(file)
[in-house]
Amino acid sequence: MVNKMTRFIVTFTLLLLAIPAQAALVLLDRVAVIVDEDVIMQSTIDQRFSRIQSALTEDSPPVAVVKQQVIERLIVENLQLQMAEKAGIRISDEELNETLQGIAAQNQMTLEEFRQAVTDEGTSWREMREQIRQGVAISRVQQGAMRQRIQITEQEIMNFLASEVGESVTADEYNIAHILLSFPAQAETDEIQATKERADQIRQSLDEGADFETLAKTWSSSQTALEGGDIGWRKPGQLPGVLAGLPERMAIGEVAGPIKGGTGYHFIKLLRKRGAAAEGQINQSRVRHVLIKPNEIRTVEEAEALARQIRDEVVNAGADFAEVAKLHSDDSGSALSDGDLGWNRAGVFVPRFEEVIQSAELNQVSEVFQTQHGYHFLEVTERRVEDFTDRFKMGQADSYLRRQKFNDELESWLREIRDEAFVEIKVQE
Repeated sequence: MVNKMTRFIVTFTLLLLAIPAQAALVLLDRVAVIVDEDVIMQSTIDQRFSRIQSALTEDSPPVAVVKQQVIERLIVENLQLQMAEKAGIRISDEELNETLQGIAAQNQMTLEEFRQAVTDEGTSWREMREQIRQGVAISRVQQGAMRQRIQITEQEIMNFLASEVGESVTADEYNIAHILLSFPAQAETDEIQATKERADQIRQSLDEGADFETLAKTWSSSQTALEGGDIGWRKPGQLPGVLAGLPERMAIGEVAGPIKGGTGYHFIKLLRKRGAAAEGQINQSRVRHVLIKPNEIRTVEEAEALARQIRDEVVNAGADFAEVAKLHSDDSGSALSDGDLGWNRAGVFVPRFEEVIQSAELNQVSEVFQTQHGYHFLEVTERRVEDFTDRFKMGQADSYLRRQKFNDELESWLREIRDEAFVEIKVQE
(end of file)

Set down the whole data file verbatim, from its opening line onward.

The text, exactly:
[in-house]
Amino acid sequence: MVNKMTRFIVTFTLLLLAIPAQAALVLLDRVAVIVDEDVIMQSTIDQRFSRIQSALTEDSPPVAVVKQQVIERLIVENLQLQMAEKAGIRISDEELNETLQGIAAQNQMTLEEFRQAVTDEGTSWREMREQIRQGVAISRVQQGAMRQRIQITEQEIMNFLASEVGESVTADEYNIAHILLSFPAQAETDEIQATKERADQIRQSLDEGADFETLAKTWSSSQTALEGGDIGWRKPGQLPGVLAGLPERMAIGEVAGPIKGGTGYHFIKLLRKRGAAAEGQINQSRVRHVLIKPNEIRTVEEAEALARQIRDEVVNAGADFAEVAKLHSDDSGSALSDGDLGWNRAGVFVPRFEEVIQSAELNQVSEVFQTQHGYHFLEVTERRVEDFTDRFKMGQADSYLRRQKFNDELESWLREIRDEAFVEIKVQE
Repeated sequence: MVNKMTRFIVTFTLLLLAIPAQAALVLLDRVAVIVDEDVIMQSTIDQRFSRIQSALTEDSPPVAVVKQQVIERLIVENLQLQMAEKAGIRISDEELNETLQGIAAQNQMTLEEFRQAVTDEGTSWREMREQIRQGVAISRVQQGAMRQRIQITEQEIMNFLASEVGESVTADEYNIAHILLSFPAQAETDEIQATKERADQIRQSLDEGADFETLAKTWSSSQTALEGGDIGWRKPGQLPGVLAGLPERMAIGEVAGPIKGGTGYHFIKLLRKRGAAAEGQINQSRVRHVLIKPNEIRTVEEAEALARQIRDEVVNAGADFAEVAKLHSDDSGSALSDGDLGWNRAGVFVPRFEEVIQSAELNQVSEVFQTQHGYHFLEVTERRVEDFTDRFKMGQADSYLRRQKFNDELESWLREIRDEAFVEIKVQE